(Bloomberg) -- The Swiss National Bank’s U.S. equity investments have risen to a record $127 billion, reflecting buoyant stock markets in recent months.
Switzerland’s central bank has 20% of its reserves in stocks, and as of late September held shares in 2,430 U.S. companies, including a stake worth $7.8 billion in iPhone-maker Apple Inc. The huge reserves have been generated by its foreign-exchange interventions over the past decade.
The investments have become a source of controversy, and anti-war activists in Switzerland want the central bank to divest from defense companies. It could be forced to sell some stocks if the country backs such a proposal in a national vote on Nov. 29.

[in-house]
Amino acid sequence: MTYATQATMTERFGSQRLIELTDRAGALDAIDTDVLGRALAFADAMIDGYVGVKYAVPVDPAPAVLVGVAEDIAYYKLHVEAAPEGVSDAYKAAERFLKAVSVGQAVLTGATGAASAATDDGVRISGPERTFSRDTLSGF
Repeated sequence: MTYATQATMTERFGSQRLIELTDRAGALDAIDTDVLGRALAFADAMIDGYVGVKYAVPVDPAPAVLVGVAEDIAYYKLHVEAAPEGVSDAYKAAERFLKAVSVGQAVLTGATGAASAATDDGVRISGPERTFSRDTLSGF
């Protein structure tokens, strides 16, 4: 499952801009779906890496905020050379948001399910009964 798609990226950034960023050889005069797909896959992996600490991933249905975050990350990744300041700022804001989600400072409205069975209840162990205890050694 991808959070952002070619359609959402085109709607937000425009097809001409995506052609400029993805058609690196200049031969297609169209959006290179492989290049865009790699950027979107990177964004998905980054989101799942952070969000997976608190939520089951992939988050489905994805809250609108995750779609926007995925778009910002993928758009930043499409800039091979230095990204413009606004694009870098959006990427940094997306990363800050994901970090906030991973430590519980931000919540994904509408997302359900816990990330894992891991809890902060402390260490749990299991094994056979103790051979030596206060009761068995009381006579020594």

It has a stake in B-52 bomber-maker Boeing Co., as well as other firms, according to its filing to the Securities and Exchange Commission, published Tuesday. Military aviation-firm Northrop Grumman Corporation didn’t appear on the list.
The SNB’s investments mirror indexes and it doesn’t do stock picking. A spokeswoman declined to comment.
Currency interventions have been part of the SNB’s policy toolkit for a decade. It uses them to prevent too much of a rise in the franc, which would heighten deflationary pressures.
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